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The golem :what everyone should know about science

The golem :what everyone should know about science Cover

 

Synopses & Reviews

Publisher Comments:

Science, it would seem, is neither all good nor all bad. It gives us nuclear accidents and cures for disease, agricultural self-sufficiency and death in space flight. Harry Collins and Trevor Pinch liken science to the Golem, a creature from Jewish mythology, powerful yet potentially dangerous, a gentle, helpful creature that may yet run amok at any moment. Through a series of intriguing case studies of famous and not-so-famous scientific episodes, ranging from relativity and cold fusion to memory in worms and the sex lives of lizards, the authors debunk the idea that science is the straightforward result of competent theorisation, observation and experimentation. Closer to the truth, they suggest, is the realisation that scientific certainty comes from interpreting ambiguous results within an order imposed by scientists themselves. This thought-provoking account will give general readers a new perspective on the place of science in society. '... perverse but entertaining ... the writing is deft, the stories are good and there is not a boring page.' Nature '... a must for every science student.' Science Reporter

Synopsis:

Harry Collins and Trevor Pinch liken science to the Golem, a creature from Jewish mythology, powerful yet potentially dangerous, a gentle, helpful creature that may yet run amok at any moment. Through a series of intriguing case studies of famous and not-so-famous scientific episodes, the authors debunk the idea that science is the straightforward result of competent theorisation, observation and experimentation. Closer to the truth, they suggest, is the realisation that scientific certainty comes from interpreting ambiguous results within an order imposed by scientists themselves. This thought-provoking account will give general readers a new perspective on the place of science in society.

Synopsis:

'Harry Collins and Trevor Pinch liken science to the Golem, a creature from Jewish mythology, powerful yet potentially dangerous, a gentle, helpful creature that may yet run amok at any moment. Through a series of intriguing case studies of famous and not-so-famous scientific episodes, the authors debunk the idea that science is the straightforward result of competent theorisation, observation and experimentation. Closer to the truth, they suggest, is the realisation that scientific certainty comes from interpreting ambiguous results within an order imposed by scientists themselves. This thought-provoking account will give general readers a new perspective on the place of science in society.\n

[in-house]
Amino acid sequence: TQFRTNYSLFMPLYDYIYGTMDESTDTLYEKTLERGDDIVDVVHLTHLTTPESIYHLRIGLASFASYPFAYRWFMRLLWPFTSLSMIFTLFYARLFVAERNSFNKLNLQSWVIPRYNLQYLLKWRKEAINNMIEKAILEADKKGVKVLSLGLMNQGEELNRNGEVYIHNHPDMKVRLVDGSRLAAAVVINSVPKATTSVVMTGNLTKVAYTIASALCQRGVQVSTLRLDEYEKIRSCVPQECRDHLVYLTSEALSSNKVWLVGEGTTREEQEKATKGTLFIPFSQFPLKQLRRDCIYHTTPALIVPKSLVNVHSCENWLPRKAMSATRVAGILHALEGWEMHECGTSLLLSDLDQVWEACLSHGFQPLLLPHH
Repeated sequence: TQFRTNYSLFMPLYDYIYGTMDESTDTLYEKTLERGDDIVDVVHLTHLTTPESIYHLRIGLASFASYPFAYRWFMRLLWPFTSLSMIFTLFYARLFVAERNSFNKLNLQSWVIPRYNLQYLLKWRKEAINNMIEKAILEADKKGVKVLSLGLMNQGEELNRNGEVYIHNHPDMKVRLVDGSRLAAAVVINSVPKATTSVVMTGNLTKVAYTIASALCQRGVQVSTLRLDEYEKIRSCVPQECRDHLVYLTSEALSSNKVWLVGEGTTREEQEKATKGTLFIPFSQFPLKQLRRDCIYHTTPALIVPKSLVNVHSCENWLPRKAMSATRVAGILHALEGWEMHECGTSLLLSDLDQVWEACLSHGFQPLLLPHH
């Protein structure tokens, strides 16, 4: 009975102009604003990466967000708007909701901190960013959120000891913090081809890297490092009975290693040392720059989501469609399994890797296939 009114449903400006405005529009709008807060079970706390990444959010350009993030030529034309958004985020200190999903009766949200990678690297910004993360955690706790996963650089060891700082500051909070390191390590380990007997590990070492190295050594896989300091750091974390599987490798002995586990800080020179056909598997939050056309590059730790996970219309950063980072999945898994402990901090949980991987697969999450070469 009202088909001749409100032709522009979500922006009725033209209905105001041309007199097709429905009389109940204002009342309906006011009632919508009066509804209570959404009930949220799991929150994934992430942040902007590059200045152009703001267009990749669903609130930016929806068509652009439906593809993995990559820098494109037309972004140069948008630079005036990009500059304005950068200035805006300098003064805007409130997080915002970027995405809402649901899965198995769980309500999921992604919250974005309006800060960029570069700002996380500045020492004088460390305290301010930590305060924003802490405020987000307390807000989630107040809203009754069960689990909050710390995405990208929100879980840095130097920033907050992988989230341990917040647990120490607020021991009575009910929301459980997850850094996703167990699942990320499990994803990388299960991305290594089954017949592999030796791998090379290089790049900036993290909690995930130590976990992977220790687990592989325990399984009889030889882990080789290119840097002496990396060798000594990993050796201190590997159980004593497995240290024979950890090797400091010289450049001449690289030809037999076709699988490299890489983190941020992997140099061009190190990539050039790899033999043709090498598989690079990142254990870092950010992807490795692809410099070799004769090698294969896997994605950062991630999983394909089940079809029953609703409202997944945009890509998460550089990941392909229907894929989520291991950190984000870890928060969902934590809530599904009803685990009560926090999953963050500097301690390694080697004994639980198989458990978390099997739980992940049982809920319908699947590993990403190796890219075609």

'

Synopsis:

Debunks the idea that science is the straightforward result of competent theorisation, observation and experimentation.

Description:

Includes bibliographical references (p. 153-155) and index.

Product Details

ISBN:
9780521477369
Subtitle:
What Everyone Should Know About Science
Publisher:
Cambridge University Press
Author:
Collins, Harry M.
Author:
Pinch, Trevor
Author:
Collins, Harry
Location:
Cambridge England ;
Subject:
Science
Subject:
Science -- Social aspects -- History.
Subject:
General Technology
Edition Number:
Canto ed.
Series:
Canto original series
Publication Date:
19940922
Binding:
Hardback
Grade Level:
College/higher education:
Language:
eng
Illustrations:
Yes
Pages:
180

Related Subjects

The golem :what everyone should know about science
0 stars - 0 reviews
$ In Stock
Product details 180 pages Cambridge University Press,1994. - English 9780521477369 Reviews:
"Synopsis" by , Harry Collins and Trevor Pinch liken science to the Golem, a creature from Jewish mythology, powerful yet potentially dangerous, a gentle, helpful creature that may yet run amok at any moment. Through a series of intriguing case studies of famous and not-so-famous scientific episodes, the authors debunk the idea that science is the straightforward result of competent theorisation, observation and experimentation. Closer to the truth, they suggest, is the realisation that scientific certainty comes from interpreting ambiguous results within an order imposed by scientists themselves. This thought-provoking account will give general readers a new perspective on the place of science in society.
"Synopsis" by , 'Harry Collins and Trevor Pinch liken science to the Golem, a creature from Jewish mythology, powerful yet potentially dangerous, a gentle, helpful creature that may yet run amok at any moment. Through a series of intriguing case studies of famous and not-so-famous scientific episodes, the authors debunk the idea that science is the straightforward result of competent theorisation, observation and experimentation. Closer to the truth, they suggest, is the realisation that scientific certainty comes from interpreting ambiguous results within an order imposed by scientists themselves. This thought-provoking account will give general readers a new perspective on the place of science in society.\n

'

"Synopsis" by , Debunks the idea that science is the straightforward result of competent theorisation, observation and experimentation.
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